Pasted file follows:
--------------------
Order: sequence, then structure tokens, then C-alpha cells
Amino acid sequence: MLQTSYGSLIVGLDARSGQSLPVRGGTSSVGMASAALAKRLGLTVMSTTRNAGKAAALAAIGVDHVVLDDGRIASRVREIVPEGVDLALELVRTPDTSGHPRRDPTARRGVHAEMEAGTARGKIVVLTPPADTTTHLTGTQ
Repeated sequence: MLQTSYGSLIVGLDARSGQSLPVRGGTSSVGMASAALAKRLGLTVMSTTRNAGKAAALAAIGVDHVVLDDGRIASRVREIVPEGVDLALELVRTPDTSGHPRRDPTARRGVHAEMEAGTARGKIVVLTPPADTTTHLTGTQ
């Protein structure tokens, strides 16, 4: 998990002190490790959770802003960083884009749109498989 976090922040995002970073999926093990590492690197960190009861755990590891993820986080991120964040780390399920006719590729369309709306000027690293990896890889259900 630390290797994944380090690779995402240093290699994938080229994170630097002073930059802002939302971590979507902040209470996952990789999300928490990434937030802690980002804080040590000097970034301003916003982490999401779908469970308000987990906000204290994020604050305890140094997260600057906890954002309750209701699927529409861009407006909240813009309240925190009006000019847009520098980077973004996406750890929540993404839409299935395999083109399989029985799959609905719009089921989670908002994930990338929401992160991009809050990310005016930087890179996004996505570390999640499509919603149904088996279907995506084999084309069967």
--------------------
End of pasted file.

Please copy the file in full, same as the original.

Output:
Order: sequence, then structure tokens, then C-alpha cells
Amino acid sequence: MLQTSYGSLIVGLDARSGQSLPVRGGTSSVGMASAALAKRLGLTVMSTTRNAGKAAALAAIGVDHVVLDDGRIASRVREIVPEGVDLALELVRTPDTSGHPRRDPTARRGVHAEMEAGTARGKIVVLTPPADTTTHLTGTQ
Repeated sequence: MLQTSYGSLIVGLDARSGQSLPVRGGTSSVGMASAALAKRLGLTVMSTTRNAGKAAALAAIGVDHVVLDDGRIASRVREIVPEGVDLALELVRTPDTSGHPRRDPTARRGVHAEMEAGTARGKIVVLTPPADTTTHLTGTQ
């Protein structure tokens, strides 16, 4: 998990002190490790959770802003960083884009749109498989 976090922040995002970073999926093990590492690197960190009861755990590891993820986080991120964040780390399920006719590729369309709306000027690293990896890889259900 630390290797994944380090690779995402240093290699994938080229994170630097002073930059802002939302971590979507902040209470996952990789999300928490990434937030802690980002804080040590000097970034301003916003982490999401779908469970308000987990906000204290994020604050305890140094997260600057906890954002309750209701699927529409861009407006909240813009309240925190009006000019847009520098980077973004996406750890929540993404839409299935395999083109399989029985799959609905719009089921989670908002994930990338929401992160991009809050990310005016930087890179996004996505570390999640499509919603149904088996279907995506084999084309069967």